Epiphany 2014: Where will wise men find Christ today? #Epiphany #evangelical

January 7, 2014

We call them Magi, a term strongly suggestive of Magic. These were intellectuals and are presumed to have been interested in philosophy, astrology, astronomy, science and all the other things that occupied smart people of that era. They were from Persia (modern Iran) and that would make them pagans. The Magi of Matthew 2 are not holy men waiting for the Savior of Israel, but commonplace stargazers and secular experts. They did not chose God’s way, but the Eternal selected these individuals to make a long journey in search of the new King.

Commentators speculate that the trip from Iran took about six weeks and was made with a substantial number of servants and attendants. It was a big deal when these well-set foreigners showed up at Herod’s front door in Jerusalem looking for a King. The Romans appointed Herod to rule over Palestine, and this business about some newly arrived monarch was profoundly upsetting. This development had the potential to cause all sorts of unrest and was not the kind of information an ambitious and blood-thirsty tyrant would want to get back to the real bosses in Rome. That bunch does not play around with trouble-makers. Herod had good reason to take the arrival of Magi from the east with the greatest apprehension.

The wise men are said to have observed a star and connected that to the rise of a King. There are plenty of modern theories suggesting that the star of Bethlehem was some sort of natural occurrence, but that does not exactly seem to fit the New Testament account. The light described by biblical writers is said to have moved. Could it be that the star was a divine vision intended only for the Persian visitors? Either way, they came by faith in accordance with God’s leading.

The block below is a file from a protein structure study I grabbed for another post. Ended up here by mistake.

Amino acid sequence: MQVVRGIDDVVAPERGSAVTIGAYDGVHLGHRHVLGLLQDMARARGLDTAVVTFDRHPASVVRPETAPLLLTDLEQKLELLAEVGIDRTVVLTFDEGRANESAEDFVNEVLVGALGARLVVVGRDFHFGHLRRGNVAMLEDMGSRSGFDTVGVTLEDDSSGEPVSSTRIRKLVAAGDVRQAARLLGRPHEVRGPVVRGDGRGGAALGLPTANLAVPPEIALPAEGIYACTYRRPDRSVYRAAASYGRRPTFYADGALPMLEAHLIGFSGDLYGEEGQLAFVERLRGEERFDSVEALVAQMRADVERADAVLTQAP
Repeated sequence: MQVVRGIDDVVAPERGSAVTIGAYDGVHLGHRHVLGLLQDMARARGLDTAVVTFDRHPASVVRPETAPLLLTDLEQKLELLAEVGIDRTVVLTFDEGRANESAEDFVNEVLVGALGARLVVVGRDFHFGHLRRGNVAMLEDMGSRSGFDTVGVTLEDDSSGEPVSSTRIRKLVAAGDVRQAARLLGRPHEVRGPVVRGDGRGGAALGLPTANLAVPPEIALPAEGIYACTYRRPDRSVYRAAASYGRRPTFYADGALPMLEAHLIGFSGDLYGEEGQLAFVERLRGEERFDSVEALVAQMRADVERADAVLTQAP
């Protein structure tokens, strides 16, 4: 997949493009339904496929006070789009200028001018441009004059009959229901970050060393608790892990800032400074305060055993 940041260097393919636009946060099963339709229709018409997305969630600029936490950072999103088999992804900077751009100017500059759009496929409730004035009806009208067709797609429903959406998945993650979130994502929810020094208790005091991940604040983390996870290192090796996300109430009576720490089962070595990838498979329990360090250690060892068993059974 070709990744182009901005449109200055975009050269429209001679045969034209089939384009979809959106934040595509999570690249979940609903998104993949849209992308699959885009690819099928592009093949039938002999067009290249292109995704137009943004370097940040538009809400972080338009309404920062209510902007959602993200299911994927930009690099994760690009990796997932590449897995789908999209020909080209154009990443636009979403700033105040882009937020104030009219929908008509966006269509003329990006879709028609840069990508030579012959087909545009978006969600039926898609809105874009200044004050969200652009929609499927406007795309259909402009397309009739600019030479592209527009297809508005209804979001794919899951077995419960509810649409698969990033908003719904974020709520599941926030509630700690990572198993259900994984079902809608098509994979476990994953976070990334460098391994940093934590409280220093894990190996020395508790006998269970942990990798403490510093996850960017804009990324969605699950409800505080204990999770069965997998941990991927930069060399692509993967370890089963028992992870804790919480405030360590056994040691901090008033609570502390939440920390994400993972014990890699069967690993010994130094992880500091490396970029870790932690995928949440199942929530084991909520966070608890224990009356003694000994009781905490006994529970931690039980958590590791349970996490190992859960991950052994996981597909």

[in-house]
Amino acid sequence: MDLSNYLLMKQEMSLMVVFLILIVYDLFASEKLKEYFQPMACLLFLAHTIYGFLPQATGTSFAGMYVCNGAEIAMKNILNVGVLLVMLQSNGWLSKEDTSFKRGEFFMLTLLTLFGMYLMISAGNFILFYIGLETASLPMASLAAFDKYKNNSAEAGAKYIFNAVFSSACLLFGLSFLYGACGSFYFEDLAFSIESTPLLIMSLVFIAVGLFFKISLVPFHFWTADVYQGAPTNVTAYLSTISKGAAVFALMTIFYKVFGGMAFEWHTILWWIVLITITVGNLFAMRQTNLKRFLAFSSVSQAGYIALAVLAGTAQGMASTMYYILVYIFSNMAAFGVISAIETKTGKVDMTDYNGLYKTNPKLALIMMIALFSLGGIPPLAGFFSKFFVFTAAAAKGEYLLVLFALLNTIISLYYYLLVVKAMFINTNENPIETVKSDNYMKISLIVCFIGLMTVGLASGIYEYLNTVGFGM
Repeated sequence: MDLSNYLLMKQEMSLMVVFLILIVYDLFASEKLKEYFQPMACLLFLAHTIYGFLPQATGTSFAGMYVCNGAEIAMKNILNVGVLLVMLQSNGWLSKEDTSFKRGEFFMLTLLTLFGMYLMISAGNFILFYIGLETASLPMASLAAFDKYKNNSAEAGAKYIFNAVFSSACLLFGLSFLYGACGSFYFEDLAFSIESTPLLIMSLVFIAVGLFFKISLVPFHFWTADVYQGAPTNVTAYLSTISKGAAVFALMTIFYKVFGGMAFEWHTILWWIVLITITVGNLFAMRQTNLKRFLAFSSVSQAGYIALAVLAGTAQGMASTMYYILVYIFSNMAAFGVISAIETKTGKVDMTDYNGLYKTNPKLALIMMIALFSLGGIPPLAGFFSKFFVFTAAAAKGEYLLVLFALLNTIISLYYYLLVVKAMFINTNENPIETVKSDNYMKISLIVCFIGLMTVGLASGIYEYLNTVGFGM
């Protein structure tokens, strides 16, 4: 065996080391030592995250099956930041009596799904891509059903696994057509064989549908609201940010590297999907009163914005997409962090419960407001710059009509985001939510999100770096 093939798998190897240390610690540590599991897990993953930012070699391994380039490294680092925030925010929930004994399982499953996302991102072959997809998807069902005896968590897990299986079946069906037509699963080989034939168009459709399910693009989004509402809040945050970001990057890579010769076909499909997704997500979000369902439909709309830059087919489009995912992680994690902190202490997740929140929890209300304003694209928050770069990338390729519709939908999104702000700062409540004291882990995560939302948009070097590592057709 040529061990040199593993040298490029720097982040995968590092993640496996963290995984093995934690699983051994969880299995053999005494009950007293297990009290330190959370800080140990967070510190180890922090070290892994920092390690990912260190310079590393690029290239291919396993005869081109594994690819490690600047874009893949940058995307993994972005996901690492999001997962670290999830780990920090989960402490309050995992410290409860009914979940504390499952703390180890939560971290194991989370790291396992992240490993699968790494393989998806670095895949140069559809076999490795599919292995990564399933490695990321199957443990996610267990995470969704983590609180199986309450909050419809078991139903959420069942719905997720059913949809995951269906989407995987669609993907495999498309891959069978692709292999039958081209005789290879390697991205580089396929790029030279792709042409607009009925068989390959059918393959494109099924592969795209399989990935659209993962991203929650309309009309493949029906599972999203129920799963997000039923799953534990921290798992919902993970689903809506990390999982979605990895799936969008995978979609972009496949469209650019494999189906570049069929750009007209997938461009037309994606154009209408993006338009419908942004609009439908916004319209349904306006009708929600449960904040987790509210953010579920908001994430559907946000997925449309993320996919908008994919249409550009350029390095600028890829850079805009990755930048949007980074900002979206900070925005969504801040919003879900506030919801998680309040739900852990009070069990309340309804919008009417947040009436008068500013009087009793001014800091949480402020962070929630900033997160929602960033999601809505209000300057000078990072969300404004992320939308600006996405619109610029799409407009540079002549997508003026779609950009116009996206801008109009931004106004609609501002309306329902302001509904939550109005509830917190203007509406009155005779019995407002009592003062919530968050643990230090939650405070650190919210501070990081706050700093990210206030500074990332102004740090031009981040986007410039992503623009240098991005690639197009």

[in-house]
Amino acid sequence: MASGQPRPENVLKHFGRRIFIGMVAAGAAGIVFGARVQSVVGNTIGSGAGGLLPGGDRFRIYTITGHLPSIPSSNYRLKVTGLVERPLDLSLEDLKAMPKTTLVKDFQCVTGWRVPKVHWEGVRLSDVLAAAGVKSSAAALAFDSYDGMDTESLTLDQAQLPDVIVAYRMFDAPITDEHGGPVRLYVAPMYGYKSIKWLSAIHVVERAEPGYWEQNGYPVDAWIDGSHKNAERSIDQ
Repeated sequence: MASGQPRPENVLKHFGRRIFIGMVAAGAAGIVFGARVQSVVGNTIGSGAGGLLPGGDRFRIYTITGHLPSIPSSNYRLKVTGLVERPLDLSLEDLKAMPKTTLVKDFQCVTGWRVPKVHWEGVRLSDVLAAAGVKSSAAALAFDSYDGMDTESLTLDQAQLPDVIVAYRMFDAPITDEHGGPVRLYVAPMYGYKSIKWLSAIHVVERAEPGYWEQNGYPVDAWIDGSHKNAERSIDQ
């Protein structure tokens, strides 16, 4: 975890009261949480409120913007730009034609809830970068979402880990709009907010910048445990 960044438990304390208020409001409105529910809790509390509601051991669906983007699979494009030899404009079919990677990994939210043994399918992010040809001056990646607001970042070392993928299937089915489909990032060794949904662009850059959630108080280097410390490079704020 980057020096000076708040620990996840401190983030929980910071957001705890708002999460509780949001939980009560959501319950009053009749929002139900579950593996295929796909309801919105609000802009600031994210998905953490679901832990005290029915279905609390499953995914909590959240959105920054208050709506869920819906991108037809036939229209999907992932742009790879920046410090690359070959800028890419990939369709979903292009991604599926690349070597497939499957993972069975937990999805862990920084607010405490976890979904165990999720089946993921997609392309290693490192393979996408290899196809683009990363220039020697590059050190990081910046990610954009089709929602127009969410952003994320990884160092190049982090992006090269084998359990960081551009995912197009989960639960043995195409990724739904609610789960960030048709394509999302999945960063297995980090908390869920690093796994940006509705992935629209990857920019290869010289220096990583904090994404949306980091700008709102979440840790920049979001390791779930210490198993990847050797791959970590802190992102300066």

The right thinking people did not have a clue. Angels did not appear and there were no heavenly vision for the religious leaders that counted out how many steps were permissible on the Sabbath, got everybody to tithe, and cleansed the land from idolatry. The religious authorities were probably good enough people who cared a little too much about the little details. Today, we might call them ritualists. They had a certain way of looking down the nose at certain classes of people. They hated the Romans, forgetting the need to love these obnoxious Gentiles so much and live out such grace in the worship of the true living God, that the occupying army would have been stricken in conscience and left the worship of useless idols.

The Magi came by faith. They came to see the rising King. Today, when the stranger from far away, the enemy, the atheist, the seeker, or the downtrodden social outsider comes looking for Jesus, what will they think of the church that claims to follow in his way? The church is the body of Christ. It is his physical presence among the people of all races and the critical observer of all social and political trends.

This raises a critical Epiphany season question. When the intellectuals and spiritual seekers of the world come looking for Jesus in his church, will they be guided by a bright shining light, or smoke.Will the church be healing the sick, reaching the poor, and declaring the good news? The good news of Jesus is the forgiveness of sins. That makes it possible for man to enter into a right relationship with the Triune God. When Christians present themselves to God as dead to sin and alive as instruments of righteousness (Rm 6:13), things begin to change.

The Old Testament foreshadows a time when the world will seek out the Divine. The visit of the Persian wise men marks the first stumbling step toward altering the rebellious course of humanity. In the church, we continue to invite lost humanity to the community of shared love, cross carrying and burden sharing. The lost are drawn to the church in the same way the Magi were summoned to Bethlehem. They followed the mysterious heavenly light. Modern people are equally led by a mystic star.

Jesus reminds Christians that, ““You are the light of the world. A city set on a hill cannot be hidden. Nor do people light a lamp and put it under a basket, but on a stand, and it gives light to all in the house. In the same way, let your light shine before others, so that they may see your good works and give glory to your Father who is in heaven” (Matthew 5:14-16, ESV).

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